First-year law student enrollment drops 11 percent

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After two years of an uptick in new law school enrollment, the number of first-year law students at American Bar Association-approved law schools dropped this fall roughly to pre-pandemic levels, the annual ABA admissions report shows.

On Dec. 19, the ABA Section on Legal Education and Admissions to the Bar released yearly aggregate admissions and other data, known as the Standard 509 report. While total school admissions remained relatively flat at 116,723 students this past fall, first-year enrollment (1Ls) dropped 4,698 students, or 10.98%, to 38,020.

In fall 2021, the first-year class spiked 12% from a year earlier to 42,718 students, a development attributed to fewer employment opportunities generated by, among other factors, the pandemic and a generally weak job environment. The level of this year's entering class is closer to the numbers seen for first-year enrollment in 2018 and 2019.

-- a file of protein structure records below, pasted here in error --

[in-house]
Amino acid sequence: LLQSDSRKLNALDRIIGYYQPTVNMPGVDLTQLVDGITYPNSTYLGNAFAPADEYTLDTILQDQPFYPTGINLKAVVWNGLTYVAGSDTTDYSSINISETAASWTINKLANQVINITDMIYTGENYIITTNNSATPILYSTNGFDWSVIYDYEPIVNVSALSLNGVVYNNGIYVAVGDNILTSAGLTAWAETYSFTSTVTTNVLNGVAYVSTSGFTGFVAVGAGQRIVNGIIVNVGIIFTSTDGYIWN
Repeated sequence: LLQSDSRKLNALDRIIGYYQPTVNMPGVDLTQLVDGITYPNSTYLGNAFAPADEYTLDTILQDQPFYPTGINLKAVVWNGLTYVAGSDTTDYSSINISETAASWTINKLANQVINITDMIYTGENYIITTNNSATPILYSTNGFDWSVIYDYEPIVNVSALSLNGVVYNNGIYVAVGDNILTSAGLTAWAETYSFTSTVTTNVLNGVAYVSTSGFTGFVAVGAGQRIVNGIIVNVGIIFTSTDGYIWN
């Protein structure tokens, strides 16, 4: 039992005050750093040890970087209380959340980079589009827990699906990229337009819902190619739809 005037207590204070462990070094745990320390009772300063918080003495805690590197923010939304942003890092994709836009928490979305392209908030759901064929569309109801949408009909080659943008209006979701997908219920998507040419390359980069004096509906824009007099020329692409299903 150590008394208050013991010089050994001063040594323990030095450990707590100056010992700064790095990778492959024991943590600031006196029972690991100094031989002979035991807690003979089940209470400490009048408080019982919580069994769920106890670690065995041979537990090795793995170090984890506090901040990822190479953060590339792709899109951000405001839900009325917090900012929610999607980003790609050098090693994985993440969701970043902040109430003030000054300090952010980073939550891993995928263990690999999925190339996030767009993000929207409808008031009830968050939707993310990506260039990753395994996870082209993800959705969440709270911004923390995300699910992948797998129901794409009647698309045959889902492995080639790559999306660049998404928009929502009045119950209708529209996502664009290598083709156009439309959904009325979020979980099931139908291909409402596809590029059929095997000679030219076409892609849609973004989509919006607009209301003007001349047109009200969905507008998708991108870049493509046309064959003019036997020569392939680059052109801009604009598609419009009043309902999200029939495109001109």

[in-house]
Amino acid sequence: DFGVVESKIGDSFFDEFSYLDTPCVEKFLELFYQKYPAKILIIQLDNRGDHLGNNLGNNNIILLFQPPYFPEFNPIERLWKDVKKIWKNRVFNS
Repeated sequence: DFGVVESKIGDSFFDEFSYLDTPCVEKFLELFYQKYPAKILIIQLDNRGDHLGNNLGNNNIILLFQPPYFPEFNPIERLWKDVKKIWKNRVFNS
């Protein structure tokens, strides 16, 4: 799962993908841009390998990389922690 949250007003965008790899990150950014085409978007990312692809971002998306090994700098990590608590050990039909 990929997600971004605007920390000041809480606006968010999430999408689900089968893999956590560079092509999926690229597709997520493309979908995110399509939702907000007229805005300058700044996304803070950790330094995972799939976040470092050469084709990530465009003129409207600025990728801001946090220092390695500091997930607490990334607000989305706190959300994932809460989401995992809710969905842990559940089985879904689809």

Bill Adams, managing director of ABA Accreditation and Legal Education, noted the data is geared toward providing consumer information to prospective law students and others and covers 196 ABA-accredited law schools. Three other law schools are in the process of closing and are not accepting new students.

"This series of public reports - including bar passage and employment reports to be released separately next year - provide important consumer information for students considering whether and where to attend law school and for others with an interest in legal education," Adams said.

The report underscores the growing popularity of non-J.D. programs among ABA-approved schools, such as the LL.M., masters and certificate programs that are not accredited by the ABA. Collectively, their enrollment jumped 14.7% last year, increasing to 24,134 students from 21,044 the year before. Counting the non-J.D. enrollment, the total number of students at ABA-approved law schools for fall 2022 totaled 140,857, up from 138,545, or an increase of 1.7%.

The council, which acts as an independent arm of the ABA, is recognized by the U.S. Department of Education as the national accrediting agency for programs leading to the J.D. degree. Under its rules, the section collects and reports data from approved law schools in several categories, covering admissions, tuition and living costs, financial aid, class and faculty demographics and other areas.